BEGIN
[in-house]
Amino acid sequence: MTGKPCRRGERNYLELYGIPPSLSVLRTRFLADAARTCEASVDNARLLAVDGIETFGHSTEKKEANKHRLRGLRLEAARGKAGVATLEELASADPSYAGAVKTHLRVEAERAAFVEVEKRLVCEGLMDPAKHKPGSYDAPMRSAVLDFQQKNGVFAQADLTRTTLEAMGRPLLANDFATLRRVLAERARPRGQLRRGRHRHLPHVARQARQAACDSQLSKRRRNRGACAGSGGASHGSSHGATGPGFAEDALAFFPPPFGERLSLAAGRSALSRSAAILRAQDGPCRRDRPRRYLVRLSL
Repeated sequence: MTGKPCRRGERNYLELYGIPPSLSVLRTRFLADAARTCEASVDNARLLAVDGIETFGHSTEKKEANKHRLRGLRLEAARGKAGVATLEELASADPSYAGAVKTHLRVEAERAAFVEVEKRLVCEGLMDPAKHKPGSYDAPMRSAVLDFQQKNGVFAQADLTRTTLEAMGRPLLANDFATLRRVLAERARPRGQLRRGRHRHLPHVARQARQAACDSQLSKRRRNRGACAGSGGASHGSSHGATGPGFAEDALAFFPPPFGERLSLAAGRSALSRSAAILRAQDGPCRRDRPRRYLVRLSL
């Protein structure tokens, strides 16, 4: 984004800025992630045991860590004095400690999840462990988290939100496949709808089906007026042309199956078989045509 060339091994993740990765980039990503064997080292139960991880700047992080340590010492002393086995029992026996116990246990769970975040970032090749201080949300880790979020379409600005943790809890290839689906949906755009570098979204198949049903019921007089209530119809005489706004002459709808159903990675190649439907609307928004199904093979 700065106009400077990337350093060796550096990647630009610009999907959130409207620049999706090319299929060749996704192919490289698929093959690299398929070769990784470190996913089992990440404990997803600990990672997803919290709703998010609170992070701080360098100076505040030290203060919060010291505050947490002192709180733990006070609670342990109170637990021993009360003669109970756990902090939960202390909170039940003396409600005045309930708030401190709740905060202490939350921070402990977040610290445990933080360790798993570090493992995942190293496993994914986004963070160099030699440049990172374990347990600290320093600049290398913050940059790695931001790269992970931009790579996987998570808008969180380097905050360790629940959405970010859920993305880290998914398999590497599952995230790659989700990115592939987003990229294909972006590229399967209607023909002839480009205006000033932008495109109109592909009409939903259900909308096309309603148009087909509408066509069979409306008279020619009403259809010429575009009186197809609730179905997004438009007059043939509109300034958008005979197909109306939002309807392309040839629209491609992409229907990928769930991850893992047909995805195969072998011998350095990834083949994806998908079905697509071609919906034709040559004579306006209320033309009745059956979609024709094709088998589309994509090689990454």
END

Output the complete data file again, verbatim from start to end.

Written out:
[in-house]
Amino acid sequence: MTGKPCRRGERNYLELYGIPPSLSVLRTRFLADAARTCEASVDNARLLAVDGIETFGHSTEKKEANKHRLRGLRLEAARGKAGVATLEELASADPSYAGAVKTHLRVEAERAAFVEVEKRLVCEGLMDPAKHKPGSYDAPMRSAVLDFQQKNGVFAQADLTRTTLEAMGRPLLANDFATLRRVLAERARPRGQLRRGRHRHLPHVARQARQAACDSQLSKRRRNRGACAGSGGASHGSSHGATGPGFAEDALAFFPPPFGERLSLAAGRSALSRSAAILRAQDGPCRRDRPRRYLVRLSL
Repeated sequence: MTGKPCRRGERNYLELYGIPPSLSVLRTRFLADAARTCEASVDNARLLAVDGIETFGHSTEKKEANKHRLRGLRLEAARGKAGVATLEELASADPSYAGAVKTHLRVEAERAAFVEVEKRLVCEGLMDPAKHKPGSYDAPMRSAVLDFQQKNGVFAQADLTRTTLEAMGRPLLANDFATLRRVLAERARPRGQLRRGRHRHLPHVARQARQAACDSQLSKRRRNRGACAGSGGASHGSSHGATGPGFAEDALAFFPPPFGERLSLAAGRSALSRSAAILRAQDGPCRRDRPRRYLVRLSL
């Protein structure tokens, strides 16, 4: 984004800025992630045991860590004095400690999840462990988290939100496949709808089906007026042309199956078989045509 060339091994993740990765980039990503064997080292139960991880700047992080340590010492002393086995029992026996116990246990769970975040970032090749201080949300880790979020379409600005943790809890290839689906949906755009570098979204198949049903019921007089209530119809005489706004002459709808159903990675190649439907609307928004199904093979 700065106009400077990337350093060796550096990647630009610009999907959130409207620049999706090319299929060749996704192919490289698929093959690299398929070769990784470190996913089992990440404990997803600990990672997803919290709703998010609170992070701080360098100076505040030290203060919060010291505050947490002192709180733990006070609670342990109170637990021993009360003669109970756990902090939960202390909170039940003396409600005045309930708030401190709740905060202490939350921070402990977040610290445990933080360790798993570090493992995942190293496993994914986004963070160099030699440049990172374990347990600290320093600049290398913050940059790695931001790269992970931009790579996987998570808008969180380097905050360790629940959405970010859920993305880290998914398999590497599952995230790659989700990115592939987003990229294909972006590229399967209607023909002839480009205006000033932008495109109109592909009409939903259900909308096309309603148009087909509408066509069979409306008279020619009403259809010429575009009186197809609730179905997004438009007059043939509109300034958008005979197909109306939002309807392309040839629209491609992409229907990928769930991850893992047909995805195969072998011998350095990834083949994806998908079905697509071609919906034709040559004579306006209320033309009745059956979609024709094709088998589309994509090689990454």